Anybody who wonders why I became a drama major and a role-playing nerd doesn’t have far to look for an explanation. The same goes for my fervent belief in art as commons and shared creativity. And pirates. My family is amazing.

I would like to see their webmaster’s face when he checks the referral logs

Oh man oh man. Neil Gaiman has discovered Jennifer Brummett.

This may not mean much to you, but it’s pretty glorious for those of us who endured her “reviews” for four years of DramaCentre (aka CentreDrama). Brummett is the Advocate-Messenger’s theatre “critic,” and the depth of research and literary acuity you see in that article was exactly what she applied to our work. I’m not trying to say we were de Sade at Arenton, but the things we did took time and thought and pain. Brummett could be replaced a rubber cup on the end of a stick.

It’s nice to have some validation that the woman has no business putting two words together, whether it has any practical effect or not. Dear Jennifer Brummett: Welcome to the interweb! I hope you like being the message boards’ new darling.

The inspiration was pretzel nuggets

I just had a great idea: if I ever direct a play again, which I won’t, because I’m a bad director, I wouldn’t have my actors warm up by doing exaggerated facial stretches and silly consonant sequences. (If you have a theatrical background you know what I’m talking about; if you don’t, rest assured that this is typically the case.) Instead, I would have them run through lines they hadn’t quite memorized anyway with grapes in their mouths. Or marshmallows, but grapes would be better for their vocal cords. See, it would force them to do all that stretching anyway to get around the grapes, and they’d be working on lines, and it’d be delicious! All at the same time!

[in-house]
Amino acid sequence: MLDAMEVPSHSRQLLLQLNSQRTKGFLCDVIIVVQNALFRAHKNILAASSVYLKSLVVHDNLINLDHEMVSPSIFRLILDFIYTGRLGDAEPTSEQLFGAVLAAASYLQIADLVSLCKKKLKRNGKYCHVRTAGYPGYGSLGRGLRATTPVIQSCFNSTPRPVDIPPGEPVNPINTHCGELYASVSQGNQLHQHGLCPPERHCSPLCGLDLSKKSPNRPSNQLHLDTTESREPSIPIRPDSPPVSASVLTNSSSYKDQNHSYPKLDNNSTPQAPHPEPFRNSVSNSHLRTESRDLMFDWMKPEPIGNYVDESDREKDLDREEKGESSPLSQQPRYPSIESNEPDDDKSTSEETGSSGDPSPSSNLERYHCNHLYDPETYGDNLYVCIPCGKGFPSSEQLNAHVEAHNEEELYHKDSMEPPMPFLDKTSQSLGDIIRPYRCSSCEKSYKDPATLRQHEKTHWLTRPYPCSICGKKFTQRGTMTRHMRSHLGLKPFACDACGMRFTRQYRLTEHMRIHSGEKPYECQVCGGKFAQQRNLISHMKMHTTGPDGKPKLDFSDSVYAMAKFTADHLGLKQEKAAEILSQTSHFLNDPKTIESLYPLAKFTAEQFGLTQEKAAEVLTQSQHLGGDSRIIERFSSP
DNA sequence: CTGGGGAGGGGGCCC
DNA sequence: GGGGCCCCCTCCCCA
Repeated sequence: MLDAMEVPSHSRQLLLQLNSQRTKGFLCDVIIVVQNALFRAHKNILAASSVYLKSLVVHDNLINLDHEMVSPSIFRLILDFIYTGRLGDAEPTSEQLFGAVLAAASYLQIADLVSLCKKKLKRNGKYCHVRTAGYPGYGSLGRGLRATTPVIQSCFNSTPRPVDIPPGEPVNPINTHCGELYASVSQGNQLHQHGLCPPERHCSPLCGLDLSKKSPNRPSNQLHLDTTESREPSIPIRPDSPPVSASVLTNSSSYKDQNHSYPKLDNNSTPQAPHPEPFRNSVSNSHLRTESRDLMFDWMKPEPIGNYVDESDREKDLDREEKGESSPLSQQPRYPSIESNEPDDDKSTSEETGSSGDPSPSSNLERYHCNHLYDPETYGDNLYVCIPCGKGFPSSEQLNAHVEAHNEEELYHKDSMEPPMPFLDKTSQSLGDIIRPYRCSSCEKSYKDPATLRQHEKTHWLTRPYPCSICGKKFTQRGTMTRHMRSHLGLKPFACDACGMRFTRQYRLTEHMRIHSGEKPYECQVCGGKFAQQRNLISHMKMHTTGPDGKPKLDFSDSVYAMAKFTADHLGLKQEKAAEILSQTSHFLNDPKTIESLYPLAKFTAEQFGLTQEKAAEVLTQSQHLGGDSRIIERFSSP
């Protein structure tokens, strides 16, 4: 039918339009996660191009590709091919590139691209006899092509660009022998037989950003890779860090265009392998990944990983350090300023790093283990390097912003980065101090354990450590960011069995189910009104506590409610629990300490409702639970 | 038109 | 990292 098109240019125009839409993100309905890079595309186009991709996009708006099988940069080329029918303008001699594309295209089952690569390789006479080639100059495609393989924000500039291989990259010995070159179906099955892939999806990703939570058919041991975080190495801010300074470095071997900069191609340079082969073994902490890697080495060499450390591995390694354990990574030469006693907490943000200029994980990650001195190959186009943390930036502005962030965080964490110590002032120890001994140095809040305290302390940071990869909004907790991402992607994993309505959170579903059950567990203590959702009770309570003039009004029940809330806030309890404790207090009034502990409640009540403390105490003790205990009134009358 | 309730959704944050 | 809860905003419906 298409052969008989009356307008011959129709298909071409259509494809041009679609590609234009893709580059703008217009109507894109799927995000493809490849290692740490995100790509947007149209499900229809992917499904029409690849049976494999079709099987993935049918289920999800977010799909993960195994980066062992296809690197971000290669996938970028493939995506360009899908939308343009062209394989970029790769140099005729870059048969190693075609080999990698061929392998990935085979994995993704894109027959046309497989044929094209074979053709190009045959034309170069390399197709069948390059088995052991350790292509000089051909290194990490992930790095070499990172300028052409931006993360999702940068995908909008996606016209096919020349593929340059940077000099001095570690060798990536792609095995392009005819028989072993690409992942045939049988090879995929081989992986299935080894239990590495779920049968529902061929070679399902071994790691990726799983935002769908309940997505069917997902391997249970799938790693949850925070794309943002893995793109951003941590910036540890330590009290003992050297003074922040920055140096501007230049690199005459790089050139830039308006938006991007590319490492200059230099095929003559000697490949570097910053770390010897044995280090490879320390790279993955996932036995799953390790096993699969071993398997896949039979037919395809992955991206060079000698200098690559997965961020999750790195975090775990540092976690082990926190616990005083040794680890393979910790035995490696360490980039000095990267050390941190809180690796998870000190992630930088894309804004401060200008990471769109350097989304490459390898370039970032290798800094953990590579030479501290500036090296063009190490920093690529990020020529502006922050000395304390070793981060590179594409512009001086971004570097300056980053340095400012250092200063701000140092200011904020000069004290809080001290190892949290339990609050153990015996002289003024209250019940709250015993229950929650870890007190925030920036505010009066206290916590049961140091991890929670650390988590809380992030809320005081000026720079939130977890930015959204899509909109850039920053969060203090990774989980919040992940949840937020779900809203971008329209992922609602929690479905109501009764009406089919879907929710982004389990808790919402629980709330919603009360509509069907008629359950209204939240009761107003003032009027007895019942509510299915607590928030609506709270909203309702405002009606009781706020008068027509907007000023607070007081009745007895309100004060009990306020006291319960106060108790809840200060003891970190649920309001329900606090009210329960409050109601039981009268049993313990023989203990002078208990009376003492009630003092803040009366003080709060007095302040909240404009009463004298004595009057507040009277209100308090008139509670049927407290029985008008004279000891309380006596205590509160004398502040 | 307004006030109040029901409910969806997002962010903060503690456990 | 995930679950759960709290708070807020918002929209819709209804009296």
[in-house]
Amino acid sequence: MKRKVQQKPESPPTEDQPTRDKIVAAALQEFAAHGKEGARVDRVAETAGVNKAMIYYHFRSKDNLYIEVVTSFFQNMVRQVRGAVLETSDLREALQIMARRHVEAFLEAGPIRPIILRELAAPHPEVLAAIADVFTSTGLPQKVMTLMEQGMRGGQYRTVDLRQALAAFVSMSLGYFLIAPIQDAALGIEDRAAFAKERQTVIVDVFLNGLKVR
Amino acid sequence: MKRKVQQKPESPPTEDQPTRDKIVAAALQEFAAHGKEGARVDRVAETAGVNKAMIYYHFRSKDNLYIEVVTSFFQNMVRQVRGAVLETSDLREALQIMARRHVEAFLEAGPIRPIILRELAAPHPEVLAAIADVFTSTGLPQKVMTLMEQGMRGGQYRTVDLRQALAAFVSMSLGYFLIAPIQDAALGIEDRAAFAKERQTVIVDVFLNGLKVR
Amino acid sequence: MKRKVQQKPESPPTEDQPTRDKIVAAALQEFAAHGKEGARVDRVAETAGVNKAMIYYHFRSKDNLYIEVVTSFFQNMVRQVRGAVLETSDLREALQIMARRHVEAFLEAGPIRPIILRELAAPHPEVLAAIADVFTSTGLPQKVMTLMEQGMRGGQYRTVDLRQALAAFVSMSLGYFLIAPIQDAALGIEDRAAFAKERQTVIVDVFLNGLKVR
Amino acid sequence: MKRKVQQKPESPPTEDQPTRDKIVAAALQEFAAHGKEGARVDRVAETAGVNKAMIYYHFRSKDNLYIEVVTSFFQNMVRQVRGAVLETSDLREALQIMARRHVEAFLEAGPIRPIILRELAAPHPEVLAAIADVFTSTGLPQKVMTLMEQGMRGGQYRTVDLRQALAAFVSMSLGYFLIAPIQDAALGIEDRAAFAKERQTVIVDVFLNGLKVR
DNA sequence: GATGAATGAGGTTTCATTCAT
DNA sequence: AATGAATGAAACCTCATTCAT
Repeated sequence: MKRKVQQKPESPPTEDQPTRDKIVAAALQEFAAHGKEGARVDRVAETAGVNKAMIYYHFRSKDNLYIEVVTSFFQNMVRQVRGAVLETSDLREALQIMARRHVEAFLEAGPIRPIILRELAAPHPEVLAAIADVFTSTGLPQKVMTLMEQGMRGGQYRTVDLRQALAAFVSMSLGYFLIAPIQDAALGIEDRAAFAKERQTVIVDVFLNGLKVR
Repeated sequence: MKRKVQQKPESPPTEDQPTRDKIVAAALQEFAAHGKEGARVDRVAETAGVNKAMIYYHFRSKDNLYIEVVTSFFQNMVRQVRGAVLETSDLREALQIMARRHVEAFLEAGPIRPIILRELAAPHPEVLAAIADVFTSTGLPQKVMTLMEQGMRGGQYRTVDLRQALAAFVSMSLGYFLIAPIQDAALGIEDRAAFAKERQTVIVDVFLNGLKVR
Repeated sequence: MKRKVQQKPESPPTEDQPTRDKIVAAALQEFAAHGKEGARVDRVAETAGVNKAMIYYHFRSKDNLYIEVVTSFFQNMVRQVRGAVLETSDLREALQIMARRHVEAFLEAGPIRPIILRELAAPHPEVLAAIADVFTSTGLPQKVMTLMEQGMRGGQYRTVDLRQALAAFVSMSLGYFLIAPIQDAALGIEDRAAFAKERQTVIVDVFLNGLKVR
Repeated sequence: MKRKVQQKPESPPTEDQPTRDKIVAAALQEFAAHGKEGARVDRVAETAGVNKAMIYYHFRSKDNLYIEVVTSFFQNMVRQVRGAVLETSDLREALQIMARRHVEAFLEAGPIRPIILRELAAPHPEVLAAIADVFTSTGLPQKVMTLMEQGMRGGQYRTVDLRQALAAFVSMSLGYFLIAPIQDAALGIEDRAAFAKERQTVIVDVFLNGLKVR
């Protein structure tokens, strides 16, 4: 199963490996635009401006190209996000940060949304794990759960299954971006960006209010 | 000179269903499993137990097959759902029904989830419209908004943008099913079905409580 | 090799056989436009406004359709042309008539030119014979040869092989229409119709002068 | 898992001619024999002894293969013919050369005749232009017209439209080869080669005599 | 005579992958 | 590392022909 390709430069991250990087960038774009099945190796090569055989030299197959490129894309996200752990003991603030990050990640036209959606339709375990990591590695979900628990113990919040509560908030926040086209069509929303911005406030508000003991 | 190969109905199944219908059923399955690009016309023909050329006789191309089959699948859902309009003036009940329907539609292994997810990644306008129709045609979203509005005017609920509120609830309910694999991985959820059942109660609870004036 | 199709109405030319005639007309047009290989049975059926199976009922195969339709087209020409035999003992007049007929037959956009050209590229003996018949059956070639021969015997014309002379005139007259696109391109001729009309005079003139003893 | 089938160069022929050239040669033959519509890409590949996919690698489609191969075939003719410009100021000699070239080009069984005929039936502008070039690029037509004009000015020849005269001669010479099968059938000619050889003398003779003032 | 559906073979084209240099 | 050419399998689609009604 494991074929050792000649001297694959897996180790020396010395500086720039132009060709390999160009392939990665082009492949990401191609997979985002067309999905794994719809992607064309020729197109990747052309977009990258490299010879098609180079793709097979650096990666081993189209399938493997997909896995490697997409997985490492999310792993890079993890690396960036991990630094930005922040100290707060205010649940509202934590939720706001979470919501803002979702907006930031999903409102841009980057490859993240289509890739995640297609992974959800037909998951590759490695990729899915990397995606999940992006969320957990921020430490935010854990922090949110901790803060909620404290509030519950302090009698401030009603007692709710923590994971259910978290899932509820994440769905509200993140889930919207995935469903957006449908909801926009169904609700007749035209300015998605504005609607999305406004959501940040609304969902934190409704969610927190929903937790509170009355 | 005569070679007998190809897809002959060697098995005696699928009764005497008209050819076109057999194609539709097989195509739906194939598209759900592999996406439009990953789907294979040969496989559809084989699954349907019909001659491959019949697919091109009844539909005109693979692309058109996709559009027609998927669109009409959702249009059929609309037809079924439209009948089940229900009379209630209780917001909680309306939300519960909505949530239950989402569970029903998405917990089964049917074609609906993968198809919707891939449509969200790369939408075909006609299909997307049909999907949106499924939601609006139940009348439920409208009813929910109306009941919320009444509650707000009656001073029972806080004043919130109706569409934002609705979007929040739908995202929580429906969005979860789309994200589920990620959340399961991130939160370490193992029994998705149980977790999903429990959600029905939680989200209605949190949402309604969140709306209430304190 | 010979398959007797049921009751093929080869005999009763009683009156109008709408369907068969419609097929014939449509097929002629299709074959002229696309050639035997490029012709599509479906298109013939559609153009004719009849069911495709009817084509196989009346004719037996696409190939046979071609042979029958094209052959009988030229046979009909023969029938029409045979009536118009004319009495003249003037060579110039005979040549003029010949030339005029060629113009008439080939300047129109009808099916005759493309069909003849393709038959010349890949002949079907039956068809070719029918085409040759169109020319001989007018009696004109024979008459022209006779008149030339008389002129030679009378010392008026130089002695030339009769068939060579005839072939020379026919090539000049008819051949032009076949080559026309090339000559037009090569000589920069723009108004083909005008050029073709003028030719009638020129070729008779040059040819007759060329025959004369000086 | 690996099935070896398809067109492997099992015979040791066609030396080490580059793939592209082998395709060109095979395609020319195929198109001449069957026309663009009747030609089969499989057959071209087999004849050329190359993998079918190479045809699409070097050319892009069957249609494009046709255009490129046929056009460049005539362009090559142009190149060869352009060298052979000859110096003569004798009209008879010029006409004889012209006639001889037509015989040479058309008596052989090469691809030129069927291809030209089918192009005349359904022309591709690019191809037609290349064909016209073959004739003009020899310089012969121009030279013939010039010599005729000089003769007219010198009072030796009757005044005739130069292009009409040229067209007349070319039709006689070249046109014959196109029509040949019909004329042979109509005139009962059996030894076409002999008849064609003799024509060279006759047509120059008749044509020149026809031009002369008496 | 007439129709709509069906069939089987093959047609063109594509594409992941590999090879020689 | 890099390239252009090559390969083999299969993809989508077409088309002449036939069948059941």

Maybe this is one of those ideas that turn out not to be so great later.

Spring of my junior year of college, I played Hastings in our school production of Richard III, a fun role in which I got to chew scenery, wear an enormous bathrobe and get my head cut off. The guy who was supposed to take the mold of my real head for that last one bungled it pretty badly; he bought this fancy molding compound, let it harden before applying it, and ended up having to mold my head with really cheap plaster.

Regardless, it was my severed head, and I really wanted it after the play was over. The drama department denied me this, of course–they already had a longstanding tradition of crushing my dreams by then.

When we went to see Lisa’s show last Friday, I got to see Flora, who showed me his senior-presentation scrapbook. It was really nice work, and he was kind enough to give me a piece of it, something I will now treasure as if it were the real thing:

David and Brendan with Brendan's head.

Yeah, I told you it was a pretty bad mold. There’s a reason they kept it in a bag most of the time.

Hey, I show up in a Google News search! Thanks to those plays we did. I mentioned I was going to help out with some plays a while back, didn’t I? They went well. The audiences were small but nice. I only missed one sound cue in six performances, so I feel okay about that.